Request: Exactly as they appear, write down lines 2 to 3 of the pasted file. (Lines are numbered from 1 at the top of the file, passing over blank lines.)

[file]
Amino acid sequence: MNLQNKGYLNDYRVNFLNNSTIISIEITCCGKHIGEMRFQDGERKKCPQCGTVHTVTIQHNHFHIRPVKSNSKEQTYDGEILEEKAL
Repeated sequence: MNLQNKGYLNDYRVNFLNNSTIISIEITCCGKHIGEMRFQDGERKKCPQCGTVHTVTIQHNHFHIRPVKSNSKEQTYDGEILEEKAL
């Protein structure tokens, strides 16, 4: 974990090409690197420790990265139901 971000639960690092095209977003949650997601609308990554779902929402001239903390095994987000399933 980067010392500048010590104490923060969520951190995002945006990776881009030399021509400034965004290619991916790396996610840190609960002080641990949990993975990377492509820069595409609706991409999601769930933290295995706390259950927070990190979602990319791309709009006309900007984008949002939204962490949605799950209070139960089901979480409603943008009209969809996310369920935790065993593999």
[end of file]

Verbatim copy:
Repeated sequence: MNLQNKGYLNDYRVNFLNNSTIISIEITCCGKHIGEMRFQDGERKKCPQCGTVHTVTIQHNHFHIRPVKSNSKEQTYDGEILEEKAL
């Protein structure tokens, strides 16, 4: 974990090409690197420790990265139901 971000639960690092095209977003949650997601609308990554779902929402001239903390095994987000399933 980067010392500048010590104490923060969520951190995002945006990776881009030399021509400034965004290619991916790396996610840190609960002080641990949990993975990377492509820069595409609706991409999601769930933290295995706390259950927070990190979602990319791309709009006309900007984008949002939204962490949605799950209070139960089901979480409603943008009209969809996310369920935790065993593999």